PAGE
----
ELWS WORKSHOP REMINDER: Writing a Thesis or Grant Proposal

Graduate students write many proposals—federal grant proposals, travel grant proposals, thesis proposals—and every proposal has a potentially significant impact on a student’s ability to carry out specific research. This workshop provides an overview of proposal writing designed to get students thinking about the demands of, and the predictable variations in, this important genre of writing. We will examine the similarities and differences between thesis and grant proposals, consider the main questions that most proposals must answer, and see examples of answers to those questions in successful proposals. We will also consider common pitfalls in proposal writing, and strategies for getting started on writing a proposal.

Instructor: Dr. Jane Freeman

Place and Time: Tuesday, October 2, 4:00 p.m. – 5:30 p.m., Koffler House, 569 Spadina Avenue, Room 108

This free workshop is presented by the School of Graduate Studies’ Office of English Language and Writing Support and requires no prior registration to attend.

ELWS REGISTRATION REMINDER: Registration for our next session opens on October 9th at 10:00 a.m. Full information can be found at our website: http://www.sgs.utoronto.ca/informationfor/students/english/courses/regschedinstruct.htm

A complete list of all of our workshops and course offerings is always posted on our website:  http://www.sgs.utoronto.ca/informationfor/students/english.htm

Get weekly updates on all ELWS workshops and courses by subscribing to our listserv: http://www.sgs.utoronto.ca/informationfor/students/english/contacts.htm#elwslist

 

 

Rachael Cayley, Senior Lecturer

Office of English Language and Writing Support

School of Graduate Studies

University of Toronto

63 St. George Street, Room 307

Toronto, ON  M5S 2Z9

416.946.0645

rachael.cayley@utoronto.ca

My blog on academic writing: http://explorationsofstyle.wordpress.com

 

Visit our website: http://www.sgs.utoronto.ca/informationfor/students/english

Sign up for our listserv: http://www.sgs.utoronto.ca/informationfor/students/english/contacts.htm#elwslist

Follow us on Twitter: http://twitter.com/ELWS

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Upcoming Workshop for Graduate Students:
Making the Most of Oral Presentations

Description: Whether you are preparing for a graduate seminar,
an academic conference, a job talk or a thesis defense, this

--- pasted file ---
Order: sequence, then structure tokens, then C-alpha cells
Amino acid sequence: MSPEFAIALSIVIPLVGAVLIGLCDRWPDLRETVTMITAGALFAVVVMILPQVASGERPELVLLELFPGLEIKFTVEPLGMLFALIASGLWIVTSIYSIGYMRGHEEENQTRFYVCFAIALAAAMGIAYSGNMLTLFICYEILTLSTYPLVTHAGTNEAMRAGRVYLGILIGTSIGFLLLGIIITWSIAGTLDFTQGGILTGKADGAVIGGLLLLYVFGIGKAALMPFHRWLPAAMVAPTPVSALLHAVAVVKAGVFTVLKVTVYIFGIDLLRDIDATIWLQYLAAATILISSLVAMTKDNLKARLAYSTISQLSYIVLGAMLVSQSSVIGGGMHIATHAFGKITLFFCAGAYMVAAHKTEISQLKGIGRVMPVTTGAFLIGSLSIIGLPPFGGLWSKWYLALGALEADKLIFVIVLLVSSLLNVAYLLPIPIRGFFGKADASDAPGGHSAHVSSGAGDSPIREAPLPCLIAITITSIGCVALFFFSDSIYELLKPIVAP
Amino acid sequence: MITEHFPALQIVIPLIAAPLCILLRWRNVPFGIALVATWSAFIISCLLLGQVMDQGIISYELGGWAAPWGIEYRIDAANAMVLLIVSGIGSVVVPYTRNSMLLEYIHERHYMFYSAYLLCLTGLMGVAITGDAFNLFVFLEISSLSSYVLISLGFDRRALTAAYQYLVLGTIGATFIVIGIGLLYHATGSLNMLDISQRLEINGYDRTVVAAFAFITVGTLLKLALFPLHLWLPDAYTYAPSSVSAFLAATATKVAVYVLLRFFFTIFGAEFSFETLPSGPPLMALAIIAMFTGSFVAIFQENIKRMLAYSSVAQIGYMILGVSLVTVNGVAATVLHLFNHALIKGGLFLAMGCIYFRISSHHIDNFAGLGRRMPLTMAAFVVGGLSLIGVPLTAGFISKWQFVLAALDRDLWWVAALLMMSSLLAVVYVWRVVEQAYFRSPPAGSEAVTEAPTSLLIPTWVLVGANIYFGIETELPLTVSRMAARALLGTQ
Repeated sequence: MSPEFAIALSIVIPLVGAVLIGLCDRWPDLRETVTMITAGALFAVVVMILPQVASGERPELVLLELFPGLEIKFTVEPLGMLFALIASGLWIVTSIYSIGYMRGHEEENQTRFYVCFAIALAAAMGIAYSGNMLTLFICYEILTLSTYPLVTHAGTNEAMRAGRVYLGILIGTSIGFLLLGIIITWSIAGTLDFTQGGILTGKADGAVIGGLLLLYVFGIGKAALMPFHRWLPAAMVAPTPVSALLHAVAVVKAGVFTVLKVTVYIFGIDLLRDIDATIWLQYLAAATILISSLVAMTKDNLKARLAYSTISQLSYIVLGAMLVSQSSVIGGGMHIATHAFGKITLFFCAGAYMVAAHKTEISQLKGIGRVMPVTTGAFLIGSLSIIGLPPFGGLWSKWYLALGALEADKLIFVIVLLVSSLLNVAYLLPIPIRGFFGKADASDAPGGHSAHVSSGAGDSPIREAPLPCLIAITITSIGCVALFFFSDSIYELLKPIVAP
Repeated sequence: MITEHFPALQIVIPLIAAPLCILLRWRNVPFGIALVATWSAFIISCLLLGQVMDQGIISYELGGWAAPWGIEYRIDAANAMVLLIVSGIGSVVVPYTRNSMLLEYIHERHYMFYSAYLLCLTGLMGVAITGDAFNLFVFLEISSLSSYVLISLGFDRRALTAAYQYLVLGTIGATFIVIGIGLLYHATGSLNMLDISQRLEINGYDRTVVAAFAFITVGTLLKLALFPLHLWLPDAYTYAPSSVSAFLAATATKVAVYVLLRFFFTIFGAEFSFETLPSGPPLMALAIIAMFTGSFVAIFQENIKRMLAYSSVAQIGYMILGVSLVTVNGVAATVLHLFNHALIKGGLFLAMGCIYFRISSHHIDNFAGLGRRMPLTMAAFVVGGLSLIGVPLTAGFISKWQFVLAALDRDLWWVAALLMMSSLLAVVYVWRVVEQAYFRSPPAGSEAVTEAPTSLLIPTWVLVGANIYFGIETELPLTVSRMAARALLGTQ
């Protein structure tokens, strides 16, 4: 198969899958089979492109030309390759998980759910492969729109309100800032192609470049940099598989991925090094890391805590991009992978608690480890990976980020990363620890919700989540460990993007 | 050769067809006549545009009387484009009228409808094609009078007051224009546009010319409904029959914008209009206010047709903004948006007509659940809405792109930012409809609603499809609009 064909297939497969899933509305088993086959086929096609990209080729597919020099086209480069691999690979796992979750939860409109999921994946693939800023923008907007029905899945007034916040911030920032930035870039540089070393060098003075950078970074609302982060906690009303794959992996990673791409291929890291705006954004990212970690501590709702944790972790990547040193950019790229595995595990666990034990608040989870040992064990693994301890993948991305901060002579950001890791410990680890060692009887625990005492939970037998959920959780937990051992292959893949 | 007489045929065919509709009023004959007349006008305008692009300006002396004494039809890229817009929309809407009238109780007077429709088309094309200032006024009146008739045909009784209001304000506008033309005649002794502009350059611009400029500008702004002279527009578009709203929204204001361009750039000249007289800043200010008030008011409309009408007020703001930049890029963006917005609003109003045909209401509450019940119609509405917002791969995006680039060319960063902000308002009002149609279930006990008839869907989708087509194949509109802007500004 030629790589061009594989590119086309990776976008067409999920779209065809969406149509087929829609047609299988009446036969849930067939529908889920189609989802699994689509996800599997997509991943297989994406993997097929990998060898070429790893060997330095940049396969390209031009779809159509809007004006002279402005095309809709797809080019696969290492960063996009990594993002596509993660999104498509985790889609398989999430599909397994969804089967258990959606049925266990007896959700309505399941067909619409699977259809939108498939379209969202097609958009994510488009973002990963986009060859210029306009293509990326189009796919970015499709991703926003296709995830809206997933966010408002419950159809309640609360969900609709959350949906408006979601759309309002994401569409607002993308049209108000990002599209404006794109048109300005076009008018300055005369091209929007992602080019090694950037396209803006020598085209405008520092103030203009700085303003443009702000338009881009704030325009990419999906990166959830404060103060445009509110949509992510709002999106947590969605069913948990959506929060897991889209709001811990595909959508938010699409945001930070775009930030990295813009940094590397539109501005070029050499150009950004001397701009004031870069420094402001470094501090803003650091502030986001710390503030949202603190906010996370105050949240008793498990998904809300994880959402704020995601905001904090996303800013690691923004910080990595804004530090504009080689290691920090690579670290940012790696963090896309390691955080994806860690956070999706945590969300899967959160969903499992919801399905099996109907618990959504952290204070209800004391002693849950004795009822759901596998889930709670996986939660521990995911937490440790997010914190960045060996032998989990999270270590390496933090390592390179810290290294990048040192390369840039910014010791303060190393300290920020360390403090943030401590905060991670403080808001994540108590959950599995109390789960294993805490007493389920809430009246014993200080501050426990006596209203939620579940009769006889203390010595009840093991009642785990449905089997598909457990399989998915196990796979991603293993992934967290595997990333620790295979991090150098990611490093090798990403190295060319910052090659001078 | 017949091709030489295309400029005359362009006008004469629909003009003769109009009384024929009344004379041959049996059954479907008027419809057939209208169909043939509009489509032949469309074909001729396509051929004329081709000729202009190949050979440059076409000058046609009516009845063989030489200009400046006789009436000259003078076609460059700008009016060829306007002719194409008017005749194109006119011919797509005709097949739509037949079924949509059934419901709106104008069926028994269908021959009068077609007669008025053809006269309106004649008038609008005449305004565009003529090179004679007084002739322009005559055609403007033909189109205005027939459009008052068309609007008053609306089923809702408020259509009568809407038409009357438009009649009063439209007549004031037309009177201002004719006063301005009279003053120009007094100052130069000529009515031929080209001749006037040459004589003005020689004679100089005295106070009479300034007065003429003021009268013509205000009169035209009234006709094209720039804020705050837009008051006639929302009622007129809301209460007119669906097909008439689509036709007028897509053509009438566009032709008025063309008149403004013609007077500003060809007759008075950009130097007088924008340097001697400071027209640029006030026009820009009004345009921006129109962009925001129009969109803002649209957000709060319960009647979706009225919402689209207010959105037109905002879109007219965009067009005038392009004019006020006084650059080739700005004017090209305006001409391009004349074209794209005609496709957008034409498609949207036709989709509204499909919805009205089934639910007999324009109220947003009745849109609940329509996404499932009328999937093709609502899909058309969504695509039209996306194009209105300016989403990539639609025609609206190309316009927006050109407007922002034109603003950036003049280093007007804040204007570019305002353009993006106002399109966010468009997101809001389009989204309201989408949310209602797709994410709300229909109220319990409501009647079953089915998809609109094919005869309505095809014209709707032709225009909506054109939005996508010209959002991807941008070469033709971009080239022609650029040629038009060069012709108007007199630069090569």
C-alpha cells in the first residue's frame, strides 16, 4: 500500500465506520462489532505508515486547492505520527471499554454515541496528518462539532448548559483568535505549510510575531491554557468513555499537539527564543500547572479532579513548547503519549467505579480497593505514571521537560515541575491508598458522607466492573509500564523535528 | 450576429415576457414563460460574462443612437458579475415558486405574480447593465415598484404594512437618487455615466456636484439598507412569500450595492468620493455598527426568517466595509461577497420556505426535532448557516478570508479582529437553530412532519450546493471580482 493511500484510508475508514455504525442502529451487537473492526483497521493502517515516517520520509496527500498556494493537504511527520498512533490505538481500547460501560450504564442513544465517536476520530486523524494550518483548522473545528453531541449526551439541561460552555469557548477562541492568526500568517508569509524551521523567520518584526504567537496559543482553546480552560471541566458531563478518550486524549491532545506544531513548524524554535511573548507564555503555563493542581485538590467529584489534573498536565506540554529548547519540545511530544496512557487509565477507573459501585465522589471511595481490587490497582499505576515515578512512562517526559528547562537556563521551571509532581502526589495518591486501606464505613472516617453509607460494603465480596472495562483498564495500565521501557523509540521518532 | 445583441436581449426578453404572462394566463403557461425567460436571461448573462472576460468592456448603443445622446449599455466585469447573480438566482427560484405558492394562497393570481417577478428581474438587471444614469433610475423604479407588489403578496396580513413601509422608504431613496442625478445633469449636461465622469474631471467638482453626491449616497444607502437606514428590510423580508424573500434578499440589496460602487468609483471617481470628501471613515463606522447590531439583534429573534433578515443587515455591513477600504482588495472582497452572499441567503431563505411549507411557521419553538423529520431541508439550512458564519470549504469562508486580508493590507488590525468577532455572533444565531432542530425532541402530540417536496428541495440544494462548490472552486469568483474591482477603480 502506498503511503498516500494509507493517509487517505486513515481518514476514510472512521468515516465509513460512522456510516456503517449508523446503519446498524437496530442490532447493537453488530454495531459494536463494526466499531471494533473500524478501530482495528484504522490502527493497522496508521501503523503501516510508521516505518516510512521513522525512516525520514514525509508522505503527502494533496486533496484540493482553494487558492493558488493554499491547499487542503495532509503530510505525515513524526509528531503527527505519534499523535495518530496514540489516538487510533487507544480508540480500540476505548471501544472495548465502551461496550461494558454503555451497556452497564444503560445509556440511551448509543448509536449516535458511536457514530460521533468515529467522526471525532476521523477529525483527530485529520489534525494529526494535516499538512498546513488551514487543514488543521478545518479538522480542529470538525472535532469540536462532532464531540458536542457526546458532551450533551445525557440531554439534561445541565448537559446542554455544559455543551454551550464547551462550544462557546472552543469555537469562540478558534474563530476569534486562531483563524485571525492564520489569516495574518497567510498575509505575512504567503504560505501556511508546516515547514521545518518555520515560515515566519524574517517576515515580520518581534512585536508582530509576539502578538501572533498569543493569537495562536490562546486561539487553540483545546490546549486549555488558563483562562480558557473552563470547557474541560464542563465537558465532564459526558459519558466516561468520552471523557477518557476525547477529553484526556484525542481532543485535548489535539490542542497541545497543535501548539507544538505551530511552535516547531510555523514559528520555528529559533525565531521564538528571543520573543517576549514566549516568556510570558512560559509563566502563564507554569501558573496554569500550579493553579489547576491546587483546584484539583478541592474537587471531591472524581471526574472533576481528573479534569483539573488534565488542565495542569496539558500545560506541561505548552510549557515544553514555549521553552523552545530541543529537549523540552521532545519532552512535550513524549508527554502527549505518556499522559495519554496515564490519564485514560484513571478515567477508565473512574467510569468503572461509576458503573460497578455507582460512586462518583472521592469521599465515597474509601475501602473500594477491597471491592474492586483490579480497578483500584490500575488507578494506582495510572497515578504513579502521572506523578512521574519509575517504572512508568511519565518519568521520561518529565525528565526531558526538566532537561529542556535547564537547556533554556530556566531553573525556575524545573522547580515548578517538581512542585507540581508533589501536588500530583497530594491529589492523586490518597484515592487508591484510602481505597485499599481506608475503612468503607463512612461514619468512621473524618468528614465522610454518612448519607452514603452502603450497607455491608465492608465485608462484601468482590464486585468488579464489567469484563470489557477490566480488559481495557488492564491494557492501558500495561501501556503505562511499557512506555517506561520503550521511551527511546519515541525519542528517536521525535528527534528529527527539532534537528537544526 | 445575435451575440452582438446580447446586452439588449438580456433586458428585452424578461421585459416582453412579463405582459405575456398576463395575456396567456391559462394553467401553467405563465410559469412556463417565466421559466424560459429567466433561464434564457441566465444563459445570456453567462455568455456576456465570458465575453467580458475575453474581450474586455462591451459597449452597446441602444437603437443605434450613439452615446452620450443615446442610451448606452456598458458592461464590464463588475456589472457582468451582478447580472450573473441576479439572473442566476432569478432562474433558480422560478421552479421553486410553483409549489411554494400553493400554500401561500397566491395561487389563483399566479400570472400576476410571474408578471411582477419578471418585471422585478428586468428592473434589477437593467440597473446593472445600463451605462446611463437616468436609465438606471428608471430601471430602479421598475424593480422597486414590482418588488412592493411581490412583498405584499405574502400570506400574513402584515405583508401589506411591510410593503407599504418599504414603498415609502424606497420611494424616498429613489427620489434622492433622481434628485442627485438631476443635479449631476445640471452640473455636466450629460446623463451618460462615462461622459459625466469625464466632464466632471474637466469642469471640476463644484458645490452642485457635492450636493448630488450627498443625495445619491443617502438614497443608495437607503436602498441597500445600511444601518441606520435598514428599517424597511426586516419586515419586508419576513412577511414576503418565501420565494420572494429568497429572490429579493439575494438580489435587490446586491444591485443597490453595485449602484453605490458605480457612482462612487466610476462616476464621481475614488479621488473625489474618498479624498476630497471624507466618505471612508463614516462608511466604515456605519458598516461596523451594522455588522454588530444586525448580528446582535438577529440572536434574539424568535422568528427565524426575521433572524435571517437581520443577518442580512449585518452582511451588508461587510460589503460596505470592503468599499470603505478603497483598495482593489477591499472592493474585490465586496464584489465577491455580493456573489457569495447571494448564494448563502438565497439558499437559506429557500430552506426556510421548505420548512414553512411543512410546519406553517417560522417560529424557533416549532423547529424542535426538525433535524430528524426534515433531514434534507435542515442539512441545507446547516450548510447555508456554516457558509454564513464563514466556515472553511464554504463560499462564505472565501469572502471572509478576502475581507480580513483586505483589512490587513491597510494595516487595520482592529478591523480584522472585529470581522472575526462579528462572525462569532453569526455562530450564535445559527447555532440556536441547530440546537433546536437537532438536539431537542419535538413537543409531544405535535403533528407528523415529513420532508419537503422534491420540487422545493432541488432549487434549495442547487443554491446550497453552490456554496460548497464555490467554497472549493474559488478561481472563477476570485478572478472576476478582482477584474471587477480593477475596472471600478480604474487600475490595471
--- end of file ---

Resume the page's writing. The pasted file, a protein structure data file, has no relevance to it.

workshop is designed to help you improve your oral presentation
skills. Topics discussed will include overcoming nervousness,
structuring your presentation, designing effective visual support
and handling questions.

Instructor: Dr. Peter Grav

Place and Time:
Thursday Oct. 27,  4:30 pm - 6:00 pm,
Koffler House, 569 Spadina Avenue, Room 108

This free workshop is presented by the School of Graduate Studies'
Office of English Language and Writing Support and requires no
prior registration to attend.

Complete listings for all upcoming SGS/English Language and
Writing Support Workshops and Non-Credit Courses can be found
on our website:
http://www.sgs.utoronto.ca/informationfor/students/english.htm.

Get Weekly updates on all ELWS workshops and courses by subscribing
to our listserv:
http://www.sgs.utoronto.ca/informationfor/students/english/contacts.htm#elwslist
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Description: This workshop examines some of the common features of
proposal writing and discusses strategies aimed at maximizing the
impact of your thesis or grant proposal. In addition to looking at
what belongs in a proposal and where it belongs, we'll also cover
common mistakes in proposal writing that you can avoid.

Instructor: Dr. Jane Freeman

Place and Time:  Thursday Oct. 6,  4:30 pm - 6:00 pm,
Koffler House, 569 Spadina Avenue, Room 108

This free workshop is presented by the School of Graduate Studies'
Office of English Language and Writing Support and requires no prior
registration to attend.
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The Office of English Languate and Writing Support offers four
types of instruction designed to target the needs of both native
and non-native speakers of English: non-credit courses, single
session workshops, individual writing consultations, and website
resources.  All of the programs are free and open to graduate
students at the U of T.  While the workshops function on a
drop-in basis, consultations require an appointment, and courses
require registration.  The resource page of their website provides
links to useful online material related to academic writing and
speaking.  For further information, please visit their website at

www.sgs.utoronto.ca/informationfor/students/english